New Digs Decoding Mexico's "Pyramids of Fire"

<< Back to Page 1   Page 2 of 2

Amid several sections, Sugiyama has uncovered the remains of sacrificed victims.

Analyses by Spence of the University of Western Ontario suggest the sacrificed victims came from outside Teotihuacán, possibly as captives brought back from distant territories or battles.

The clues come from oxygen isotopes in bones, which act as geological markers. "They tell you where a person was at a particular time," he said.

Climate and altitude are among factors that affect the isotopes. The isotopes found in remains of pyramid victims differ from those unearthed in city homes.

Bad Teeth

Spence has also found evidence that the health of Teotihuacán's population declined in the city's final century. Residents' teeth have tell-tale lines that form in childhood during episodes of severe stress, such as malnutrition or infection.

"Basically growth stops as the body concentrates on survival and repair," he said. "Then as the stress passes, the growth continues again. But there's a line left in the tooth that represents the stress episode."

Because teeth only grow during childhood, scientists can put a general age to when the stress happened. These signatures of bodily stress remain in adult teeth.

"We have shown that in the last century of the city there is a growing problem of some sort. We get more and more indications showing up in adult teeth," he said.

Teotihuacán's Demise

The largest unanswered questions about Teotihuacán concern its demise. Why, for example, was the city largely abandoned around A.D. 650?

The recent excavations are revealing new bits of information that help piece together an answer.

"We don't know exactly what happened at the final stage, but we know certainly the city was destroyed by man, not by natural disaster," Sugiyama said.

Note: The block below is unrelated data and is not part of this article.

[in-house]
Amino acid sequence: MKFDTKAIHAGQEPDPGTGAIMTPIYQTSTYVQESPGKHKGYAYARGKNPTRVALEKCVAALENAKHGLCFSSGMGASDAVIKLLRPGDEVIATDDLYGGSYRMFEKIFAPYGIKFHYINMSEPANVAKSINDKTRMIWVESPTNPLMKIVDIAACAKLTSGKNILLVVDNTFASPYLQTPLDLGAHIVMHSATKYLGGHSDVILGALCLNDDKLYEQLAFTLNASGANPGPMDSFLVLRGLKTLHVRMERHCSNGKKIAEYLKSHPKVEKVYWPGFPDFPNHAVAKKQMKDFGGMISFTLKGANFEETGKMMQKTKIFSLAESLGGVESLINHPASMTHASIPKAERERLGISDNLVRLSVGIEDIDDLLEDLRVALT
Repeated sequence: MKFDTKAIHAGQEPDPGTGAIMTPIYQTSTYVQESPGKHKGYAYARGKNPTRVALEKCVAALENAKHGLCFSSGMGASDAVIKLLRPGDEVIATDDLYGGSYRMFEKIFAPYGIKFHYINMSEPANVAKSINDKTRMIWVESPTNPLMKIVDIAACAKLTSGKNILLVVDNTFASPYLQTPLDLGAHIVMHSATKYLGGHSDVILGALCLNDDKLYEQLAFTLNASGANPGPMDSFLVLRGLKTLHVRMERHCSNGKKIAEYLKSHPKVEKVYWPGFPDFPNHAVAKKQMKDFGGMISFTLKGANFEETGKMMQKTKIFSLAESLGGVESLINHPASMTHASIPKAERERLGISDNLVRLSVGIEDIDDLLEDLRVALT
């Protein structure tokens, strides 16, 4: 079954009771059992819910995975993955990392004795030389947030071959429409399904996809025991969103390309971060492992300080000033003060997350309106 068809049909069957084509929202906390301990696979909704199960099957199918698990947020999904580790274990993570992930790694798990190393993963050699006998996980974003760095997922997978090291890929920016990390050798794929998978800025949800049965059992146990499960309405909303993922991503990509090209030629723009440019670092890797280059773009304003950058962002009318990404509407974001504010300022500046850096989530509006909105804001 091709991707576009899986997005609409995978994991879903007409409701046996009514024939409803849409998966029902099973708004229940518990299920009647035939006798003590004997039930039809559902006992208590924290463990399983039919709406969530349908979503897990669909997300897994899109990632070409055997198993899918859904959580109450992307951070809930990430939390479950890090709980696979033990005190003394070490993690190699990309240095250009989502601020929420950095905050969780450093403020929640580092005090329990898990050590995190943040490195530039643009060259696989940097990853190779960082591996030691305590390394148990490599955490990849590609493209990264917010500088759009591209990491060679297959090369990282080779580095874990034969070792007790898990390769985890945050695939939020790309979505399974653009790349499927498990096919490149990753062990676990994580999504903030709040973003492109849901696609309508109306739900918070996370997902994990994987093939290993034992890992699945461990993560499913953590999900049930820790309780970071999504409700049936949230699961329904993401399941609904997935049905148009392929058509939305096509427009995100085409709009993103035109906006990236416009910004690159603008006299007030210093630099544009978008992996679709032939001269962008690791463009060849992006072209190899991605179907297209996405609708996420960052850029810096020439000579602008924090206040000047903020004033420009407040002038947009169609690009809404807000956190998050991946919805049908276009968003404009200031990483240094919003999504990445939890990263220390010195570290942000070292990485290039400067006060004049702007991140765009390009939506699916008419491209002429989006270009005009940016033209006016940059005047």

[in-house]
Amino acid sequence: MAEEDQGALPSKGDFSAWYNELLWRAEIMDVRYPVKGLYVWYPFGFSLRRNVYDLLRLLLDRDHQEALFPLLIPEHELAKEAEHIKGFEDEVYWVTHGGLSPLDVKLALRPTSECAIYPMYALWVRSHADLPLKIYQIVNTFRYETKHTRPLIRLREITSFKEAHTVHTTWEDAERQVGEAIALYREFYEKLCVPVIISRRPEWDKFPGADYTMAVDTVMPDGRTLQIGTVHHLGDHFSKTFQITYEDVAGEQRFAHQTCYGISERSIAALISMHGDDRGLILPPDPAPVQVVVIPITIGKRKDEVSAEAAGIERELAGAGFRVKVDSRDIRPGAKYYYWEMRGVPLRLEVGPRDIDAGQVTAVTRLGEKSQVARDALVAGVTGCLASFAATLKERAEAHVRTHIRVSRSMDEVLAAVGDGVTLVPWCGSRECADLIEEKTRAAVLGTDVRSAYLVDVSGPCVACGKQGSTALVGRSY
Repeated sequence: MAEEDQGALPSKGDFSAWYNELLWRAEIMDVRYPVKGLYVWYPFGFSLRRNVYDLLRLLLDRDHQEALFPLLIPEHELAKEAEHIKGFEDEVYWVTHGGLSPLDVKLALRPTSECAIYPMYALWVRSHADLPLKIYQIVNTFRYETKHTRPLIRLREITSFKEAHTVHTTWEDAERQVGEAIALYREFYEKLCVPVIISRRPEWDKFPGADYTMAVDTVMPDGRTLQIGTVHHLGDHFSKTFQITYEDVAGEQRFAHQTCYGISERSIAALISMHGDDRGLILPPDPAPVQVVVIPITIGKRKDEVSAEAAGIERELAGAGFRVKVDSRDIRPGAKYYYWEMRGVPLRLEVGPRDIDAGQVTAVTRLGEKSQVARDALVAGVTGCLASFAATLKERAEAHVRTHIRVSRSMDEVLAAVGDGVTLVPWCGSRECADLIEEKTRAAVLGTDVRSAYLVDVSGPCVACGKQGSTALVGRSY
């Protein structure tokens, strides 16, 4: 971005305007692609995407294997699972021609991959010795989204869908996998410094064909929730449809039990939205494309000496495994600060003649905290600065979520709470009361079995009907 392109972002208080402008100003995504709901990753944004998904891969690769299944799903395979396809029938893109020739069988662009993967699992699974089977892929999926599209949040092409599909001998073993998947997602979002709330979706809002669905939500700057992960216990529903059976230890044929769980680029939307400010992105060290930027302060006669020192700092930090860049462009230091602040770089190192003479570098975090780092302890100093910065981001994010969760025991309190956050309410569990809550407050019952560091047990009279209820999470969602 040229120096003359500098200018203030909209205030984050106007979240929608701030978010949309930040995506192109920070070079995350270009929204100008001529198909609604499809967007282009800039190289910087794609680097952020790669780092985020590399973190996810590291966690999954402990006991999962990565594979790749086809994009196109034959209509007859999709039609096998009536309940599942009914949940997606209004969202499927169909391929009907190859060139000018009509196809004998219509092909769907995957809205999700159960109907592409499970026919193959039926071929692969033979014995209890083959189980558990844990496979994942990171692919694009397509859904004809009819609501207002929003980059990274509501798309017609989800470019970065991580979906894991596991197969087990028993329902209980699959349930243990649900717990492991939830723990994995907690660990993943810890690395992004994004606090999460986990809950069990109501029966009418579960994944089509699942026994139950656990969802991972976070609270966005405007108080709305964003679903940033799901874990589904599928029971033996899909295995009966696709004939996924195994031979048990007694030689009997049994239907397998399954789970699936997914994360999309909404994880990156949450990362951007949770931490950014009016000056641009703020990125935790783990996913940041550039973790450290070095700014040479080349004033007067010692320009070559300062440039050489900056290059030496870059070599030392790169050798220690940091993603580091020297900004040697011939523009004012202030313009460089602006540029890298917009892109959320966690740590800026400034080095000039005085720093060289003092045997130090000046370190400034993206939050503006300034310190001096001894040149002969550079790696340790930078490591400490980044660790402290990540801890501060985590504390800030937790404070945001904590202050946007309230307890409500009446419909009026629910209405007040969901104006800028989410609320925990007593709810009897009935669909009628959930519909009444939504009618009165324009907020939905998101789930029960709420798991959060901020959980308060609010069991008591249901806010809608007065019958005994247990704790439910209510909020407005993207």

Researchers are uncertain whether insiders or outsiders caused the destruction, Sugiyama said, but they do know that the instrument was fire, particularly on Teotihuacán's monuments.

The archaeologist says an invading army could have set fires to the monuments as a signature of their conquest.

Spence, however, says the evidence suggests to him the fires were set during an internal revolt.

According to his theory, the deteriorating health of the city's poor was likely exacerbated by a drought or a disruption to the food supply. This spurred a revolution against the ruling elite and their symbols of power—temples, pyramids, and palaces.

"The destruction seems to have skipped the vast majority of the city and focused on the elite and punished the elite. That suggests a revolt to me," he said.

Free E-Mail News Updates
Sign up for our Inside National Geographic newsletter. Every two weeks we'll send you our top stories and pictures (see sample).

<< Back to Page 1   Page 2 of 2


SOURCES AND RELATED WEB SITES

ADVERTISEMENT

NATIONAL GEOGRAPHIC'S PHOTO OF THE DAY

NEWS FEEDS     After installing a news reader, click on this icon to download National Geographic News's XML/RSS feed.   After installing a news reader, click on this icon to download National Geographic News's XML/RSS feed.

Get our news delivered directly to your desktop—free.
How to Use XML or RSS

National Geographic Daily News To-Go

Listen to your favorite National Geographic news daily, anytime, anywhere from your mobile phone. No wires or syncing. Download Stitcher free today.
Click here to get 12 months of National Geographic Magazine for $15.